Dr. Theisen-Toupal said detox and treatment centers treat withdrawal, but that knowledge “hasn’t necessarily made its way to the internal medicine and hospitalist community,” nor is it usually part of medical education .

Outpatient Referrals

Third, hospitalists should help connect addicted patients with appropriate outpatient specialists in substance abuse/disorder. “We need to create these connections,” Dr. Theisen-Toupal said. Referral discussions “only take a minute or two.”

Harm Reduction

Fourth, hospitalists must teach addicted patients harm-reduction strategies, such as safer injection practices that won’t bring them back to the hospital. This is “a real opportunity to prevent future harm,” Dr. Theisen-Toupal said.

For example, one-third of injection drug users “will lick the needle before they inject. That’s terrible because there’s bacteria and other nonsterile things in the mouth that they’re then injecting into the body,” leading to infections, he said. He’s also had patients who used roadside puddle water or toilet bowl water to dissolve heroin.

Harm-reduction education “can be just a 2-minute intervention, but it can have a big future payoff to prevent serious infections,” he said.

One easy harm-reduction strategy is to prophylactically prescribe naloxone, which reduces respiratory depression and sedation, in case of an overdose after discharge, and works much like an EpiPen. Dr. Theisen-Toupal said the hospitalist can make sure the patient’s family and friends know how to recognize an overdose and promptly use naloxone correctly. They should then be taught to “call EMS immediately, begin rescue breathing or CPR, and administer naloxone, and stay with the patient until they arrive.”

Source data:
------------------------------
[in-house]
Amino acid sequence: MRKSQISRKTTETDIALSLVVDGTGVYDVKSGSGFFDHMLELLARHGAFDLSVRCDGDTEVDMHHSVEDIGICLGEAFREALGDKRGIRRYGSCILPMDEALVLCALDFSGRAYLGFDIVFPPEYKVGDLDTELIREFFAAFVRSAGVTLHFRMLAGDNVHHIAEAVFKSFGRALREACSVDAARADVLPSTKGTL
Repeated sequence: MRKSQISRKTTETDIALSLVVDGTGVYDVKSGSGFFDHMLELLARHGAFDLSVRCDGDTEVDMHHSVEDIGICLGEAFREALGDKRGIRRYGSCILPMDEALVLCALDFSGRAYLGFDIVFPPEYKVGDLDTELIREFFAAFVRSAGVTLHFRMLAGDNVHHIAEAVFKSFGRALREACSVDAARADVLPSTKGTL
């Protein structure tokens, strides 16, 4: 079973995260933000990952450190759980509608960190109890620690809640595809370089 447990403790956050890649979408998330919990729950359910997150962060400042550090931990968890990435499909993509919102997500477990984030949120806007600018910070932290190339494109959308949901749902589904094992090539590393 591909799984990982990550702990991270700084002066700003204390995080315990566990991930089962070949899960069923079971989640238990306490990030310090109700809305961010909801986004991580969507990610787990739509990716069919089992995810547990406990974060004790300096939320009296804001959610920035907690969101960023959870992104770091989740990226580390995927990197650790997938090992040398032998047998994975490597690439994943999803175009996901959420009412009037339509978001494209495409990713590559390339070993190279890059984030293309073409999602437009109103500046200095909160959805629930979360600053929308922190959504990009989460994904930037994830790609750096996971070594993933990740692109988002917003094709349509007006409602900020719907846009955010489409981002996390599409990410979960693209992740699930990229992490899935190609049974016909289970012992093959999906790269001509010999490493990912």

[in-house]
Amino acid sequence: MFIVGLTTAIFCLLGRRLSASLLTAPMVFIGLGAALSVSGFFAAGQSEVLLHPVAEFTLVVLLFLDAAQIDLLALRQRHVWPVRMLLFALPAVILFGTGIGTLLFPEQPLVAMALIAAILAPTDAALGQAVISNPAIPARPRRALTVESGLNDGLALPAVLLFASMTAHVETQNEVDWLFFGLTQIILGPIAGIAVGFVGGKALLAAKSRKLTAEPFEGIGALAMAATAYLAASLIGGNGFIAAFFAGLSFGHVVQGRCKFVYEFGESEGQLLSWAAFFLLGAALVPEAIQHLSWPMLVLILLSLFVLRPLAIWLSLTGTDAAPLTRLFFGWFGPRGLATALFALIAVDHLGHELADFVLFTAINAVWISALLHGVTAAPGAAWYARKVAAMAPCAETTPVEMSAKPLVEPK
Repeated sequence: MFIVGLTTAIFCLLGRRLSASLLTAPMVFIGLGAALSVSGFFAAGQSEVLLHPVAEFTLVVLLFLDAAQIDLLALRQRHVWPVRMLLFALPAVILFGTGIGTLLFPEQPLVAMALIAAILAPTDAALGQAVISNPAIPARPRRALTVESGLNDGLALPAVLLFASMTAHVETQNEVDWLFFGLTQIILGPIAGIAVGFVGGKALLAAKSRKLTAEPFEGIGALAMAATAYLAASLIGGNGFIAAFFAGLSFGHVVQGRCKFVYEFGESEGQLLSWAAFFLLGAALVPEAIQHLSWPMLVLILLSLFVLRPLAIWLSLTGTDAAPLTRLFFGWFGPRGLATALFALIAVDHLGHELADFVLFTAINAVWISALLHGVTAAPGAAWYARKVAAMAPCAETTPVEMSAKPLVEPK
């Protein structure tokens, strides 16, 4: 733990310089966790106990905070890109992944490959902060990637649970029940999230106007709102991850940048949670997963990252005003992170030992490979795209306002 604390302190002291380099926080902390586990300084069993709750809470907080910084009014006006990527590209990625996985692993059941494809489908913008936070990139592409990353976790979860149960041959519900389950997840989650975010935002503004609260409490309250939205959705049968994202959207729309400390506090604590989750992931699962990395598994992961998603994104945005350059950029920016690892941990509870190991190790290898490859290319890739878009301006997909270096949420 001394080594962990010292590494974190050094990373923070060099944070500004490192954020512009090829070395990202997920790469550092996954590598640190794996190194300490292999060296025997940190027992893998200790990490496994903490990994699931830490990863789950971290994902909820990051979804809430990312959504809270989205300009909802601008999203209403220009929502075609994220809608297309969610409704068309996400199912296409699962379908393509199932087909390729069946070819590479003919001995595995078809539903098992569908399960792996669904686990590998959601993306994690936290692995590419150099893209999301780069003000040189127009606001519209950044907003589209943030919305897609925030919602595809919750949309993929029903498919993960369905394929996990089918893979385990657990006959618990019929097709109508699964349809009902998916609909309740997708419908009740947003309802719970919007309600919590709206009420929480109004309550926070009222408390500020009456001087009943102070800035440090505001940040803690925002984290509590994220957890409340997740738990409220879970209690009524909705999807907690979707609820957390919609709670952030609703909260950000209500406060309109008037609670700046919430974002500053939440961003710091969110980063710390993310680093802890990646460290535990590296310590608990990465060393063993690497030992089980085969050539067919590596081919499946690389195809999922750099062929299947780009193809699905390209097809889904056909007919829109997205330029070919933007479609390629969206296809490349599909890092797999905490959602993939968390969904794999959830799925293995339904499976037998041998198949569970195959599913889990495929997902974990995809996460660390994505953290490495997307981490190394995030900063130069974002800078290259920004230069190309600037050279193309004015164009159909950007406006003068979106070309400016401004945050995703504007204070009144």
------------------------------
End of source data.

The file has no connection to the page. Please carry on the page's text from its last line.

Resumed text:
Dr. Theisen-Toupal acknowledged that some critics argue such policies could encourage drug use. “That is an argument, but when you look at some of the studies, it doesn’t hold much water,” he said. One such study , published in the British Medical Journal in 2013, compared areas with no naloxone education or distribution, some education or distribution, and an extensive amount of education or distribution. In the latter, he said, “there was actually a reduction in the opioid overdose death rate of 46%,” compared with the area that had no naloxone intervention.

Dr. Theisen-Toupal emphasized that with more than 28,600 opioid-related U.S. deaths in 2014, hospitalists must dispense with judgmental attitudes pervasive in many hospitals. Addiction “is not a counterculture thing anymore, on the margins of society,” he said. “Now, it’s senators’ kids and judges’ kids and middle class families’ kids. It’s everywhere, and it has to be addressed.”

Ultimately, hospitalists should reframe opioid addiction not as a social problem “or moral weakness,” but as a medical issue.

Dr. Theisen-Toupal said he had no relevant financial disclosures.